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Why having a mobile-friendly website matters

For followers of all things digital and social, Google’s announcement in April that it was expanding its use of mobile-friendliness as a ranking signal was big news. You can check your site at and hopefully it will be ranked “awesome”.

The effects of these changes have yet to be fully analysed by the search engine optimisation community but they do not currently affect desktop searches, so websites without a mobile version may only be excluded from mobile search results. It is worth noting, however, that click-through rates and site popularity factor into search results and if your firm loses the ability to capture mobile traffic, over time it will affect your ranking in desktop search too.

User experience

The recent changes have focused the debate on what website users are looking for, which is the more interesting and relevant piece of the puzzle when compared with the technical aspects.

Financial advisers may still argue that, because most of their business comes through referrals, their online presence is not vital. But two things are changing rapidly:

  1. How clients, prospects and professional connections check you out
  2. What device they check you out on

A decade or so ago colleagues were still checking out potential clients in Who’s Who, as few people had broadband access, particularly outside of the office. Now over 75 per cent of UK adults have broadband and research shows the majority of people will check you out online before coming to see you (see graph). Indeed, McKinsey & Company has long talked about the old fashioned sales funnel now being more of a circular customer decision journey of initial consideration, active evaluation, closure and post-purchase client experience – in all of which digital plays an increasingly important role.


Today, not only will people be checking you out online but they will be checking you out on a mobile device. According to Ofcom, two thirds of UK adults now own a smartphone. Furthermore, 51 per cent of UK adults use one to go online outside of the home. While this does vary markedly by age and is tilted away from the over 65s, usage in the 35-55 age group is high and growing quickly. That demographic is your professional connections and next generation clients who, if your website is not properly mobile enabled, are standing outside in the rain unable to find your phone number or your office’s location on their phone.

Ofcom also found that 54 per cent of UK households now own a tablet but when searching for information, browsers still dominate over apps. Apps also do not work well for SEO so there is really no good fix other than to have a website that is responsively-designed and adapts naturally to all devices including smartphones, tablets, PCs or even conference display screens.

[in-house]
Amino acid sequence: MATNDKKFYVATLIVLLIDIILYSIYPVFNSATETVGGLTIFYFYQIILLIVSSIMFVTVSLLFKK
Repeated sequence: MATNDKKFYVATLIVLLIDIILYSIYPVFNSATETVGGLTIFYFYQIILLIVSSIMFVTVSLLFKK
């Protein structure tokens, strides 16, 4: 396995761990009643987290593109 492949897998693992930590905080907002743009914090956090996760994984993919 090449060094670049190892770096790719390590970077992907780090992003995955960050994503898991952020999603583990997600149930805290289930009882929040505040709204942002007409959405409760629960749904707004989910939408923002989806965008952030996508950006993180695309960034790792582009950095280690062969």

Content is king

In May, Google’s Webmaster Tools were renamed Google Search Console, as part of its efforts to focus businesses on creating “fresh and relevant content” that “your target audience finds useful and interesting” rather than treating search as a technical box-ticking exercise. In recognising that “for most businesses, the website is now the primary channel for connecting with customers and stakeholders it suggests website management cannot be left wholly with technical departments or developers. Key to long-term search success will be maintaining an engaging, consistently updated website, very similar to the ingredients of social media success, which (particularly in the case of LinkedIn) is also vital to presenting the right picture when someone Googles you and your firm.

Emily Morris is director of Acanthus Consulting

Three things to do this summer

1. SEO admin: Register your website with Google My Business, Bing Places for Business and Yahoo! Local, and tidy up your title tags, website meta description and website page URLs.

2. Client experience: Make sure visitors can click on your contact number to automatically dial from their phone and click through on your address to Google Maps.

3. Engagement: Talk to clients/introducers about what they want and need, and build user personas to inform further developments and a content plan to keep your site fresh and your audience engaged.


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